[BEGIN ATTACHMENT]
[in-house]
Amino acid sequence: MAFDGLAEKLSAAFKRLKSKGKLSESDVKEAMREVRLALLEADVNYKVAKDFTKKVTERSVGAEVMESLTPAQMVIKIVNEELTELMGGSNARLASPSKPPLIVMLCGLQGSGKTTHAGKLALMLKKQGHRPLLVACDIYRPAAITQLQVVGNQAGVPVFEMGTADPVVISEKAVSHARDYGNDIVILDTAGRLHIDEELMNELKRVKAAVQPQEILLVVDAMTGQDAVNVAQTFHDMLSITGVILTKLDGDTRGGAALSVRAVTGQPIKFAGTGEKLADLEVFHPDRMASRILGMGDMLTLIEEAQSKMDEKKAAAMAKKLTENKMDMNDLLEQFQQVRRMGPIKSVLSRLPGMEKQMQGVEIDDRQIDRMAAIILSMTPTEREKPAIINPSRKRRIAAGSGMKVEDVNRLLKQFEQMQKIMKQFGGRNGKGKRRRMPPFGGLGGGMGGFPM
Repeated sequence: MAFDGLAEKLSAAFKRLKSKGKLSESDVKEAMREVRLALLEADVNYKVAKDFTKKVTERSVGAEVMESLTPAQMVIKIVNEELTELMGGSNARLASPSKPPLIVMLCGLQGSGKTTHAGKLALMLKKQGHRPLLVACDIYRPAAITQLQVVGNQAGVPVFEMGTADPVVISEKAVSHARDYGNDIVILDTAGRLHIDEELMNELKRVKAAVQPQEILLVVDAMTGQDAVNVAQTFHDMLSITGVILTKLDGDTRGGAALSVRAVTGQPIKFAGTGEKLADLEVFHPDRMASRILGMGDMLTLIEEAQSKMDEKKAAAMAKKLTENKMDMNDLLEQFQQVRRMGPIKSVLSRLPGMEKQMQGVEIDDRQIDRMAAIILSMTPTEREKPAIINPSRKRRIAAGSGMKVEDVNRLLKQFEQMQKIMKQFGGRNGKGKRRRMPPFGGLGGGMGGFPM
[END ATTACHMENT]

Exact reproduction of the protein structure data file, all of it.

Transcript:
[in-house]
Amino acid sequence: MAFDGLAEKLSAAFKRLKSKGKLSESDVKEAMREVRLALLEADVNYKVAKDFTKKVTERSVGAEVMESLTPAQMVIKIVNEELTELMGGSNARLASPSKPPLIVMLCGLQGSGKTTHAGKLALMLKKQGHRPLLVACDIYRPAAITQLQVVGNQAGVPVFEMGTADPVVISEKAVSHARDYGNDIVILDTAGRLHIDEELMNELKRVKAAVQPQEILLVVDAMTGQDAVNVAQTFHDMLSITGVILTKLDGDTRGGAALSVRAVTGQPIKFAGTGEKLADLEVFHPDRMASRILGMGDMLTLIEEAQSKMDEKKAAAMAKKLTENKMDMNDLLEQFQQVRRMGPIKSVLSRLPGMEKQMQGVEIDDRQIDRMAAIILSMTPTEREKPAIINPSRKRRIAAGSGMKVEDVNRLLKQFEQMQKIMKQFGGRNGKGKRRRMPPFGGLGGGMGGFPM
Repeated sequence: MAFDGLAEKLSAAFKRLKSKGKLSESDVKEAMREVRLALLEADVNYKVAKDFTKKVTERSVGAEVMESLTPAQMVIKIVNEELTELMGGSNARLASPSKPPLIVMLCGLQGSGKTTHAGKLALMLKKQGHRPLLVACDIYRPAAITQLQVVGNQAGVPVFEMGTADPVVISEKAVSHARDYGNDIVILDTAGRLHIDEELMNELKRVKAAVQPQEILLVVDAMTGQDAVNVAQTFHDMLSITGVILTKLDGDTRGGAALSVRAVTGQPIKFAGTGEKLADLEVFHPDRMASRILGMGDMLTLIEEAQSKMDEKKAAAMAKKLTENKMDMNDLLEQFQQVRRMGPIKSVLSRLPGMEKQMQGVEIDDRQIDRMAAIILSMTPTEREKPAIINPSRKRRIAAGSGMKVEDVNRLLKQFEQMQKIMKQFGGRNGKGKRRRMPPFGGLGGGMGGFPM